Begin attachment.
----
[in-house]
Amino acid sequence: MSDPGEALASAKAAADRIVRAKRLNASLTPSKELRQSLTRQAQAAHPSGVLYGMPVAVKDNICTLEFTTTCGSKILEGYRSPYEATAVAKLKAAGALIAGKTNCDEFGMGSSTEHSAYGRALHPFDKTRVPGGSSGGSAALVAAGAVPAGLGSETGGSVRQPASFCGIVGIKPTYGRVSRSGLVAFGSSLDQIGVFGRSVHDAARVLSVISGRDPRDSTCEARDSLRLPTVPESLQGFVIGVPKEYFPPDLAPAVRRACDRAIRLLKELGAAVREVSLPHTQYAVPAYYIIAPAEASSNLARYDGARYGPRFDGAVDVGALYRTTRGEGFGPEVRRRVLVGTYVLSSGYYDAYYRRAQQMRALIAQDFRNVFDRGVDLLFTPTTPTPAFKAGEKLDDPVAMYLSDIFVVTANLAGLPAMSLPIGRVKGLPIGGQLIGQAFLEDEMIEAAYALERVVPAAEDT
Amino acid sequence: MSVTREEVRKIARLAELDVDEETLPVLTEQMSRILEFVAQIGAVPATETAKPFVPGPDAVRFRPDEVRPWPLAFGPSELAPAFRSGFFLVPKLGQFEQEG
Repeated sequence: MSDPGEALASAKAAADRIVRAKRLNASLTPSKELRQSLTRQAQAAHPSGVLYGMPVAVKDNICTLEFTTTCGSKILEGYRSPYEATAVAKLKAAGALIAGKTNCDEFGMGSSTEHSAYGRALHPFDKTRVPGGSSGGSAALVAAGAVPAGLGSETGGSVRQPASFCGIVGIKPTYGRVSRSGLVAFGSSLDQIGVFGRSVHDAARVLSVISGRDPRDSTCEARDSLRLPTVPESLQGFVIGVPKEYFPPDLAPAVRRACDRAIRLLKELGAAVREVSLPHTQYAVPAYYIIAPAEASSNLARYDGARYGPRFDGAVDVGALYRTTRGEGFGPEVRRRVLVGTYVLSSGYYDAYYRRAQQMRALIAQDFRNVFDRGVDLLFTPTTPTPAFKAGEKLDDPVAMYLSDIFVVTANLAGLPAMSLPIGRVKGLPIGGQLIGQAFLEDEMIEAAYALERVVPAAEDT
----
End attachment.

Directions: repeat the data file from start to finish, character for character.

[in-house]
Amino acid sequence: MSDPGEALASAKAAADRIVRAKRLNASLTPSKELRQSLTRQAQAAHPSGVLYGMPVAVKDNICTLEFTTTCGSKILEGYRSPYEATAVAKLKAAGALIAGKTNCDEFGMGSSTEHSAYGRALHPFDKTRVPGGSSGGSAALVAAGAVPAGLGSETGGSVRQPASFCGIVGIKPTYGRVSRSGLVAFGSSLDQIGVFGRSVHDAARVLSVISGRDPRDSTCEARDSLRLPTVPESLQGFVIGVPKEYFPPDLAPAVRRACDRAIRLLKELGAAVREVSLPHTQYAVPAYYIIAPAEASSNLARYDGARYGPRFDGAVDVGALYRTTRGEGFGPEVRRRVLVGTYVLSSGYYDAYYRRAQQMRALIAQDFRNVFDRGVDLLFTPTTPTPAFKAGEKLDDPVAMYLSDIFVVTANLAGLPAMSLPIGRVKGLPIGGQLIGQAFLEDEMIEAAYALERVVPAAEDT
Amino acid sequence: MSVTREEVRKIARLAELDVDEETLPVLTEQMSRILEFVAQIGAVPATETAKPFVPGPDAVRFRPDEVRPWPLAFGPSELAPAFRSGFFLVPKLGQFEQEG
Repeated sequence: MSDPGEALASAKAAADRIVRAKRLNASLTPSKELRQSLTRQAQAAHPSGVLYGMPVAVKDNICTLEFTTTCGSKILEGYRSPYEATAVAKLKAAGALIAGKTNCDEFGMGSSTEHSAYGRALHPFDKTRVPGGSSGGSAALVAAGAVPAGLGSETGGSVRQPASFCGIVGIKPTYGRVSRSGLVAFGSSLDQIGVFGRSVHDAARVLSVISGRDPRDSTCEARDSLRLPTVPESLQGFVIGVPKEYFPPDLAPAVRRACDRAIRLLKELGAAVREVSLPHTQYAVPAYYIIAPAEASSNLARYDGARYGPRFDGAVDVGALYRTTRGEGFGPEVRRRVLVGTYVLSSGYYDAYYRRAQQMRALIAQDFRNVFDRGVDLLFTPTTPTPAFKAGEKLDDPVAMYLSDIFVVTANLAGLPAMSLPIGRVKGLPIGGQLIGQAFLEDEMIEAAYALERVVPAAEDT